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International Movements of the Highly Skilled

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  • John Salt

Abstract

In recent years there has been a growing recognition of the importance of international recruitment and movement of the highly skilled. Modern industries and services increasingly rely upon the acquisition, deployment and use of human expertise to add value in their operations. When this expertise is not available locally, employers frequently import it from abroad. This takes place in the context of two fundamental and interrelated processes: the development of internal labour markets by employers, on the one hand, and of the institutional framework by governments to facilitate the global interchange of skills, on the other. The principal flows of highly skilled workers today reflect the global expansion of world trade, the international expansion of trans-national corporations, and the activities of institutions such as governments and recruitment agencies. Although not straightforward, there appears for example to be a positive relationship between flows of skilled labour and ...

Suggested Citation

  • John Salt, 1997. "International Movements of the Highly Skilled," OECD Social, Employment and Migration Working Papers 3, OECD Publishing.
  • Handle: RePEc:oec:elsaab:3-en
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    File URL: http://dx.doi.org/10.1787/104411065061
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    Cited by:

    1. Jansson, Olle, 2017. "Organized interests and foreign-educated professionals: The case of the associations for physicians and nurses in Sweden," Working Paper Series 2017:18, IFAU - Institute for Evaluation of Labour Market and Education Policy.
    2. Baruffaldi, Stefano H. & Di Maio, Giorgio & Landoni, Paolo, 2017. "Determinants of PhD holders’ use of social networking sites: An analysis based on LinkedIn," Research Policy, Elsevier, vol. 46(4), pages 740-750.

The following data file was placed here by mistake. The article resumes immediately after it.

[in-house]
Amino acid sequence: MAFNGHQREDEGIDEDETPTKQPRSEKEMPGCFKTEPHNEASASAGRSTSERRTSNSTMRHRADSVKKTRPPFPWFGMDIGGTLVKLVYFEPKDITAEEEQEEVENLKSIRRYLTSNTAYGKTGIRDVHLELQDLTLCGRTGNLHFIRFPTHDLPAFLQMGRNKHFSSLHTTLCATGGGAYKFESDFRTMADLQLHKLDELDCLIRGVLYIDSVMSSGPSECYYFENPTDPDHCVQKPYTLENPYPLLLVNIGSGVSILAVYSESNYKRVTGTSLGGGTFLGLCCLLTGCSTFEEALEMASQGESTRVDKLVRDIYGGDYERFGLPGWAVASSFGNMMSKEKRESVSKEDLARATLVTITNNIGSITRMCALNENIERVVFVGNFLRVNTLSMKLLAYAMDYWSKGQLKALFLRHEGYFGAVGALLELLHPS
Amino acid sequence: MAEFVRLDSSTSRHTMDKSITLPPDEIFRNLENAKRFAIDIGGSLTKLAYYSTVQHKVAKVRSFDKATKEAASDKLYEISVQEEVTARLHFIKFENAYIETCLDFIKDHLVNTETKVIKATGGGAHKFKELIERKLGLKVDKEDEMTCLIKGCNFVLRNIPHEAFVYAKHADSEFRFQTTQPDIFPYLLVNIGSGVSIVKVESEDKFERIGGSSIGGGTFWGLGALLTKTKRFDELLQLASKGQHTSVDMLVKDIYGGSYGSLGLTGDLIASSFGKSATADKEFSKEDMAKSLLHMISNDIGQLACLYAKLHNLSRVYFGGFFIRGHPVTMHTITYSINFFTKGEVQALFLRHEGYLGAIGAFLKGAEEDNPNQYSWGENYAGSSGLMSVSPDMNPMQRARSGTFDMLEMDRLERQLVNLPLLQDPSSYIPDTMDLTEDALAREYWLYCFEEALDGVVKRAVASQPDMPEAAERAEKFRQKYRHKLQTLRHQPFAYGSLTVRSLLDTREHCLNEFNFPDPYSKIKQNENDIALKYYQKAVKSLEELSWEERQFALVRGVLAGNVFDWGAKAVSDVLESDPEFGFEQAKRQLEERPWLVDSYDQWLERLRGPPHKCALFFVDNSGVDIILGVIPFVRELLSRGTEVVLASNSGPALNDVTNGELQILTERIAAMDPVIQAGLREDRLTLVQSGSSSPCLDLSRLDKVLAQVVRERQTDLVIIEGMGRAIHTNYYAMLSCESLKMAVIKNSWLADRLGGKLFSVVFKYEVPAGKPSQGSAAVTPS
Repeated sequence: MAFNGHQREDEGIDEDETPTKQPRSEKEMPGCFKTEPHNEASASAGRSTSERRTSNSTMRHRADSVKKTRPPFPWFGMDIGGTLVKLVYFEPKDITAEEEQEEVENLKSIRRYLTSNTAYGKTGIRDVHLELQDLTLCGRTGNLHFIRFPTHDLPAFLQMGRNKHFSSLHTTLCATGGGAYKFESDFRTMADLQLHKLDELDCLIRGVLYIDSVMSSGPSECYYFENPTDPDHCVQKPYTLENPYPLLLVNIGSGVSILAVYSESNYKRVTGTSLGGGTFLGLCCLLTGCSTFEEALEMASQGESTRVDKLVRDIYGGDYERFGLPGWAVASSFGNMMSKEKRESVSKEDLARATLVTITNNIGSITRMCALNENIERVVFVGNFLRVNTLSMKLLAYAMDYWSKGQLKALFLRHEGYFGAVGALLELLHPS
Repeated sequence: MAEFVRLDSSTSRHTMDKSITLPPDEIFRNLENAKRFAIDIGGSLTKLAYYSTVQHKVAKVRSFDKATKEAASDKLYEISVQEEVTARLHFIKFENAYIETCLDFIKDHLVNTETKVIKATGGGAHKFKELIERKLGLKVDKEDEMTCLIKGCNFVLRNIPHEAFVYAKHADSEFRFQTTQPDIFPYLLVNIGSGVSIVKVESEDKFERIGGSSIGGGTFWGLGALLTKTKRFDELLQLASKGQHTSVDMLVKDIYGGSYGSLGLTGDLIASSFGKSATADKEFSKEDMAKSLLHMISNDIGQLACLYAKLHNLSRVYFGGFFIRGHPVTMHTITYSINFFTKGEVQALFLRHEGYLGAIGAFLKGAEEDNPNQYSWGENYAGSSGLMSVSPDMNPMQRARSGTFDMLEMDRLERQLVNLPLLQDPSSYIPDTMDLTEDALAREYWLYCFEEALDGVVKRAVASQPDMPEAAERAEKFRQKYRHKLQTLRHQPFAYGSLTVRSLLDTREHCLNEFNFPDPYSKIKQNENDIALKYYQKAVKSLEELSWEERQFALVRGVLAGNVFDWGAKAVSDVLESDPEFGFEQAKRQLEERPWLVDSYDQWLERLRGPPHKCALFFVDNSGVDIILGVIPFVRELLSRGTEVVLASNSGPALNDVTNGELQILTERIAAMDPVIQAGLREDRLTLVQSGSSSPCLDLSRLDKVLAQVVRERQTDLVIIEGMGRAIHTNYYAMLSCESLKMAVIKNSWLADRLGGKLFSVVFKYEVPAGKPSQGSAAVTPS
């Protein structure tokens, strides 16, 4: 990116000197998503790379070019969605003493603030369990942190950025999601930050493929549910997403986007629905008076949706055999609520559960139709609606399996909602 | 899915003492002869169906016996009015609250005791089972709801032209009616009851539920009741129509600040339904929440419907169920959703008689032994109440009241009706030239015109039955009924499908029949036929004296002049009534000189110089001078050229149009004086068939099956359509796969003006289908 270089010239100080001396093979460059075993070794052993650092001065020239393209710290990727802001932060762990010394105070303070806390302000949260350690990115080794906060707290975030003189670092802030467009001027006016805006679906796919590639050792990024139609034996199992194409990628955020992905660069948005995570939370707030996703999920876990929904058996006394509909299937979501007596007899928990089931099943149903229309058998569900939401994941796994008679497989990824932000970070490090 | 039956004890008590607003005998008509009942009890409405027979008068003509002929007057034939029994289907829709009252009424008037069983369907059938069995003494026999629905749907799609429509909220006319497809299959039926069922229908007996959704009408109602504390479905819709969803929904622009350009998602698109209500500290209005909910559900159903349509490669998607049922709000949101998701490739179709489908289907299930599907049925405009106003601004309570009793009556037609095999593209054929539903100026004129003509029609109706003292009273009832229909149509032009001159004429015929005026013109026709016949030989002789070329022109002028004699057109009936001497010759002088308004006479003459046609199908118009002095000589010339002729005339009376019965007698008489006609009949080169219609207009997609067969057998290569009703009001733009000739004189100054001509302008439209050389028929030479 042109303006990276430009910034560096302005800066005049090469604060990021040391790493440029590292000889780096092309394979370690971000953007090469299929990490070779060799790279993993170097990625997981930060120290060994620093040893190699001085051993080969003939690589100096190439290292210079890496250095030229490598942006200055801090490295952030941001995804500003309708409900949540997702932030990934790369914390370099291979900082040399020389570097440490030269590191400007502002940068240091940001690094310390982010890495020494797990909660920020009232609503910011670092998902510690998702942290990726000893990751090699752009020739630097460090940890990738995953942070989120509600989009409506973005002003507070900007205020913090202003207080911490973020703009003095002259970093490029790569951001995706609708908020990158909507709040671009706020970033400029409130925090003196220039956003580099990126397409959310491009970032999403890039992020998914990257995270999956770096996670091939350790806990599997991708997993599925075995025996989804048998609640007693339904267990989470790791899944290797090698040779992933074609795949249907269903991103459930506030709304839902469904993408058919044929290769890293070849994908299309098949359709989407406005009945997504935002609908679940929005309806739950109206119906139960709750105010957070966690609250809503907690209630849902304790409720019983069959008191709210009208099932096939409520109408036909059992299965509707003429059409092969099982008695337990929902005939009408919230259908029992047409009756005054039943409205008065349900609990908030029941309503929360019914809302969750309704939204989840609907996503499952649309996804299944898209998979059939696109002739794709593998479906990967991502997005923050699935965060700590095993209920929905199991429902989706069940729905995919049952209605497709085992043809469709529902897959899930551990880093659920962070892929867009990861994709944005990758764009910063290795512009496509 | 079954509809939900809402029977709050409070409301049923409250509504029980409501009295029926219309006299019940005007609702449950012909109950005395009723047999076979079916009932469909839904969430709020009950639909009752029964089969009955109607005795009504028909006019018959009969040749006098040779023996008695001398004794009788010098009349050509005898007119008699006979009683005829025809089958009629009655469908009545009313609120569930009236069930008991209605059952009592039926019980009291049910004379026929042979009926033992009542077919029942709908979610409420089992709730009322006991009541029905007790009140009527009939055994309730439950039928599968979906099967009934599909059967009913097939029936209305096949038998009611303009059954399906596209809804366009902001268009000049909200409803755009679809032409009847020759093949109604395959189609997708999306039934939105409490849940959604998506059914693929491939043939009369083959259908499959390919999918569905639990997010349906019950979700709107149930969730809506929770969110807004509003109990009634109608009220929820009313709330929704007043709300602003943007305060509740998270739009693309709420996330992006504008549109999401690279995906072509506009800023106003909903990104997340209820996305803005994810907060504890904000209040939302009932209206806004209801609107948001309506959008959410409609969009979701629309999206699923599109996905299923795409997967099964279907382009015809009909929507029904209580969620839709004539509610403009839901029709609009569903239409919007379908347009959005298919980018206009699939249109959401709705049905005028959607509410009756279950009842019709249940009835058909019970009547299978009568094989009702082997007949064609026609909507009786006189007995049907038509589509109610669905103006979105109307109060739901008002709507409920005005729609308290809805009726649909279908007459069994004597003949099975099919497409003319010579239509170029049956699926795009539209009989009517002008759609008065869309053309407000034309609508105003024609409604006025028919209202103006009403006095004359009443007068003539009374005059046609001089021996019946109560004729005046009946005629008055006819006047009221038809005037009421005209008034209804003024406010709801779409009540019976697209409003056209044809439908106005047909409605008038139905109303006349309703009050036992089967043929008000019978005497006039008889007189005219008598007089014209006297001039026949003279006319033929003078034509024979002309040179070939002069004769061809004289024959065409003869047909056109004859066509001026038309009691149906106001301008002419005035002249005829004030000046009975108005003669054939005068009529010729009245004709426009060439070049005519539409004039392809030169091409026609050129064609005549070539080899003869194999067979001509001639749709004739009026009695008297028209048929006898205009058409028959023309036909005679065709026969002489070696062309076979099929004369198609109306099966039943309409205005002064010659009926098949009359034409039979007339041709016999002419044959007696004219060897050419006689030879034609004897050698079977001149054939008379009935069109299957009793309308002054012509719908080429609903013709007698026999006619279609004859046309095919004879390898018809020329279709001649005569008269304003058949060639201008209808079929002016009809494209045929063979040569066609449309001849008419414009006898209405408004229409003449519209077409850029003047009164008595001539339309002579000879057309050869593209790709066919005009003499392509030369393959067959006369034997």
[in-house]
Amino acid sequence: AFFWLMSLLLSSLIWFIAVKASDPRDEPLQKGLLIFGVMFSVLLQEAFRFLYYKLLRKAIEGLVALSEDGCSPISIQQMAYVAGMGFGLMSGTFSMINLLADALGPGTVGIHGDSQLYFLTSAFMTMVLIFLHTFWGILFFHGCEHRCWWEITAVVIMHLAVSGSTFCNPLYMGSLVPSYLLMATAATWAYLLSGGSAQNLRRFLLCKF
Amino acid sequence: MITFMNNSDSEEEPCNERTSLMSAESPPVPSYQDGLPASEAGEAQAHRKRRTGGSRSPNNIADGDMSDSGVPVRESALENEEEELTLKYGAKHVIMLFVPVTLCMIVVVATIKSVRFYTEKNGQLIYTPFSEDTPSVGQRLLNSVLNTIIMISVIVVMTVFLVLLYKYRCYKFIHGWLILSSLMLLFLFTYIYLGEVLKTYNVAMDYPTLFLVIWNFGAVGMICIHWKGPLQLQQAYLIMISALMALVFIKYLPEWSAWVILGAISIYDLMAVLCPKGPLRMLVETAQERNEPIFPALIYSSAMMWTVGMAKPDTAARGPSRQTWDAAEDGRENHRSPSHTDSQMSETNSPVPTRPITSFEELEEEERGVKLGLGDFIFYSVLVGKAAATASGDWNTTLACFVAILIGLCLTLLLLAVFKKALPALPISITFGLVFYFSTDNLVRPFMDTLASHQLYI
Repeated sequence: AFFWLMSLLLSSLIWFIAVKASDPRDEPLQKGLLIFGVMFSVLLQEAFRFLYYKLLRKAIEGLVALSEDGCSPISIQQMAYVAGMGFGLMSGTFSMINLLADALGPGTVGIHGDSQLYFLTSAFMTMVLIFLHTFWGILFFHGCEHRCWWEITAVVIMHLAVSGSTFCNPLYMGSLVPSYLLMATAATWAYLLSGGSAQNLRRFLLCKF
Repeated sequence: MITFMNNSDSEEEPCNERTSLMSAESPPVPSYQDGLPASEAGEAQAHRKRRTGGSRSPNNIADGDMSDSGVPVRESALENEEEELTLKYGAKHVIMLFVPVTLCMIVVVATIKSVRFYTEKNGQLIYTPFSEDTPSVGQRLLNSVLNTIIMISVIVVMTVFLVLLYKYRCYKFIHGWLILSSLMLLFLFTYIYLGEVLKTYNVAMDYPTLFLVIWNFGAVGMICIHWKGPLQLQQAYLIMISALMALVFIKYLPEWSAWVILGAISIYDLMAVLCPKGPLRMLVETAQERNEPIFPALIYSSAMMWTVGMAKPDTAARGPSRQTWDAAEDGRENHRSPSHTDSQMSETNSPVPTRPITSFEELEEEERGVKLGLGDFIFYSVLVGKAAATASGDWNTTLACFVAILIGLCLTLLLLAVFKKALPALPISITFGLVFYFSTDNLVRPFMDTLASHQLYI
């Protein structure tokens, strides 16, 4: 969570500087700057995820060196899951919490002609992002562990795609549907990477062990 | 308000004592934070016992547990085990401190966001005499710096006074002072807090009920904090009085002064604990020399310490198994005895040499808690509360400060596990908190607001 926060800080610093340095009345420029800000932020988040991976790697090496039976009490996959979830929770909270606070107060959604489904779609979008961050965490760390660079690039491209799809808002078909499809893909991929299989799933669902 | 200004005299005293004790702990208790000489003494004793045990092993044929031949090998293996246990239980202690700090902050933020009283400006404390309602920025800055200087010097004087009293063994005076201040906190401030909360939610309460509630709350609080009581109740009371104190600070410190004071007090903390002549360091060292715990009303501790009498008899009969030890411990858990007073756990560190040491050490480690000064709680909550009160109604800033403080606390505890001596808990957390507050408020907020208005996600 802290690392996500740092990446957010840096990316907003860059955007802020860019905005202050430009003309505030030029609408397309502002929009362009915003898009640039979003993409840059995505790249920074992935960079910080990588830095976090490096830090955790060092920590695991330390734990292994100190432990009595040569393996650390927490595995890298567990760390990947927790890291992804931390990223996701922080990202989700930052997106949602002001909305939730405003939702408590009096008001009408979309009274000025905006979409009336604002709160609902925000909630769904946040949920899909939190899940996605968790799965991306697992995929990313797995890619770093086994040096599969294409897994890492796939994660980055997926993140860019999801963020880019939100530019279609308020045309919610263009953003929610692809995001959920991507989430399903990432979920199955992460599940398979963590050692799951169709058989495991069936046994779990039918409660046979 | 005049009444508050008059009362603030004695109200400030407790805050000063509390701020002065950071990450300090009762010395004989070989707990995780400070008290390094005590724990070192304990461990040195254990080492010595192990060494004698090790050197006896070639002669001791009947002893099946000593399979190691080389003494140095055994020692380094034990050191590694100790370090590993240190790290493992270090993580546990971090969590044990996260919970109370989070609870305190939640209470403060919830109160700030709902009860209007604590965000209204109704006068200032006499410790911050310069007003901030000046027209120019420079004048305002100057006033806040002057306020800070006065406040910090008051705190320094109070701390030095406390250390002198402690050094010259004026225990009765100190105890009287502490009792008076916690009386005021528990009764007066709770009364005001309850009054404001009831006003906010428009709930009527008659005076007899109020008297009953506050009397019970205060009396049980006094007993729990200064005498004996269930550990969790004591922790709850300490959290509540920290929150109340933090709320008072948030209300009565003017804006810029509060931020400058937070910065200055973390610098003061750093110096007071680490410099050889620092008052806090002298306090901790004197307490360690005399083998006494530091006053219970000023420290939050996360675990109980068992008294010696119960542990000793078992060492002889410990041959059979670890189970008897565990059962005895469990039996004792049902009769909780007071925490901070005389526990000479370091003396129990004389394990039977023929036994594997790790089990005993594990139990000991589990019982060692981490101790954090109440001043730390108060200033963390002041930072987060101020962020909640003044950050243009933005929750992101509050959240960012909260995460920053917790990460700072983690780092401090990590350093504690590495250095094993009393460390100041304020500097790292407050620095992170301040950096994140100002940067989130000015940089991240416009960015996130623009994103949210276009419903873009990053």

3. Irina BONCEA, 2015. "Romania’S Medical Sector: Between Brain Drain And Brain Waste," SEA - Practical Application of Science, Fundația Română pentru Inteligența Afacerii, Editorial Department, issue 7, pages 109-112, April.
    4. Commander, Simon & Kangasniemi, Mari & Winters, L. Alan, 2003. "The Brain Drain: Curse or Boon?," IZA Discussion Papers 809, Institute for the Study of Labor (IZA).
    5. Joël Oudinet & Franck Bailly & El Mouhoub Mouhoud, 2004. "Les pays de l'Union européenne face aux nouvelles dynamiques des migrations internationales," Post-Print halshs-00487079, HAL.
    6. Djajić, Slobodan & Michael, Michael S. & Vinogradova, Alexandra, 2012. "Migration of skilled workers: Policy interaction between host and source countries," Journal of Public Economics, Elsevier, pages 1015-1024.
    7. Baruffaldi, Stefano H. & Landoni, Paolo, 2012. "Return mobility and scientific productivity of researchers working abroad: The role of home country linkages," Research Policy, Elsevier, vol. 41(9), pages 1655-1665.
    8. Weel, Bas ter, 1999. "Investing in Knowledge: On the Trade-Off between R&D, ICT, Skills and Migration," Research Memorandum 024, Maastricht University, Maastricht Economic Research Institute on Innovation and Technology (MERIT).
    9. repec:dau:papers:123456789/1808 is not listed on IDEAS
    10. Davenport, Sally, 2004. "Panic and panacea: brain drain and science and technology human capital policy," Research Policy, Elsevier, vol. 33(4), pages 617-630, May.
    11. Doan, Thi Hong Thinh & Gente, Karine, 2014. "Real exchange rate and productivity in a specific-factor model with skilled and unskilled labour," Journal of Macroeconomics, Elsevier, vol. 40(C), pages 1-15.
    12. repec:spr:anresc:v:59:y:2017:i:3:d:10.1007_s00168-016-0762-9 is not listed on IDEAS

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